Five Ways Defense Subcontractors Can Remain Relevant in the Sequestration Era
Not since the aftermath of World War II has the U.S. defense industry seen such a precipitous shrinking of its marketplace. In the years following 9/11, dual wars in Iraq and Afghanistan and a worldwide effort to curb terrorism essentially amounted to a full employment contract for those companies that support U.S. foreign policy objectives at home and abroad. Here in 2012, those wars aren’t just winding down; they are doing so at a time when budget deficits have reached crisis proportions and introduced the very real possibility of sequestration across the federal government.
Already, we’ve seen proposals put forth by Congress and White House that would slash core Department of Defense (DoD) spending by as much as $5.2 billion. Unfortunately, even that figure falls well short of the cuts called for in 2011’s Budget Control Act (BCA), which requires Congress to identify $1.2 trillion in federal deficit reductions over the next ten years. If Congress fails to pass a FY2013 budget in line with the BCA (an increasingly likely scenario in this polarized political environment), the worst case scenario kicks in as sequestration is triggered and DoD procurement is slashed by as much as $600 billion.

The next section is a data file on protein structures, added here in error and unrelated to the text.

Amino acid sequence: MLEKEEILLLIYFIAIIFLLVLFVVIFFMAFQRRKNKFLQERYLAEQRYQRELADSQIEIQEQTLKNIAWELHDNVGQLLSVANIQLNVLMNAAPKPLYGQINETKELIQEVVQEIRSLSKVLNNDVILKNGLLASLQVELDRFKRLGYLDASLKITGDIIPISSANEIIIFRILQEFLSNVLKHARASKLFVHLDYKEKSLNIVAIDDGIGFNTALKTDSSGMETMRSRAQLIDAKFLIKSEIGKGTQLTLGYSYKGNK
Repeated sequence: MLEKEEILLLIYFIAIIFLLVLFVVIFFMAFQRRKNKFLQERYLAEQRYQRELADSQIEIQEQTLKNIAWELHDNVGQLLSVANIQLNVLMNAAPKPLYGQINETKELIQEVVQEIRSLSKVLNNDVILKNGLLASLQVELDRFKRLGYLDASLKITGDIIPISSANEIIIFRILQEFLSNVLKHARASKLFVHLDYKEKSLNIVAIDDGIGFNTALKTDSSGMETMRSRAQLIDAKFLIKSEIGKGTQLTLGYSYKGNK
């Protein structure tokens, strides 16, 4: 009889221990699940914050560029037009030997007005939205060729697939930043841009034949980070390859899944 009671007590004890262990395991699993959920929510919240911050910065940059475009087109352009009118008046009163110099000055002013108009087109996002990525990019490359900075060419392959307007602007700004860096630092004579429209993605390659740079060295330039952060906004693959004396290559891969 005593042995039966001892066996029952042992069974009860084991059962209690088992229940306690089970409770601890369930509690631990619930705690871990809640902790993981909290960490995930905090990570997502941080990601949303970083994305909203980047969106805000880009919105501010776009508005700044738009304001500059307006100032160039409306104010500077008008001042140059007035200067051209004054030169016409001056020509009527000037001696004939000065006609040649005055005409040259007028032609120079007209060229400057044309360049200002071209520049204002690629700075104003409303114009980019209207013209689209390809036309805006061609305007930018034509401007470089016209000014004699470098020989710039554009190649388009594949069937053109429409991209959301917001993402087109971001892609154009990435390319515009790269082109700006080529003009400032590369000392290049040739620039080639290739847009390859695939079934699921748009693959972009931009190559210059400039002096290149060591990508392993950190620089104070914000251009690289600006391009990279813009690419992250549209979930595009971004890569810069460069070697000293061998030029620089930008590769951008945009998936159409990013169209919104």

That’s bad news for defense contractors – and it’s even worse for the subcontractors at the mercy of their customers’ ability to win and maintain lucrative Pentagon procurement deals. All in all, as many as one million jobs have been estimated to be at risk.
How can defense subcontractors compete and remain relevant as critical national security priorities take a back seat to widespread calls for fiscal restraint?
In order to take advantage of the radical change in the marketplace, defense subcontractors need to think differently about their communications and marketing initiatives. Their brands matter more than ever – and as such, they need to expand their spheres of influence by engaging not only policy makers and primes, but the constituencies these audiences listen to as well.
To that end, here are five steps that will help defense subcontractors demonstrate value at time when nothing is more important to their future prospects.
1. Articulate your unique selling proposition.
Subcontractors exist because they can do something that primary contractors cannot. What is it that makes your company stand out and your services absolutely necessary to achieving mission objectives? Are you the top provider of cyber-security services? Do you excel in on-the-ground training? Perhaps most important, have you identified efficiencies that keep costs down?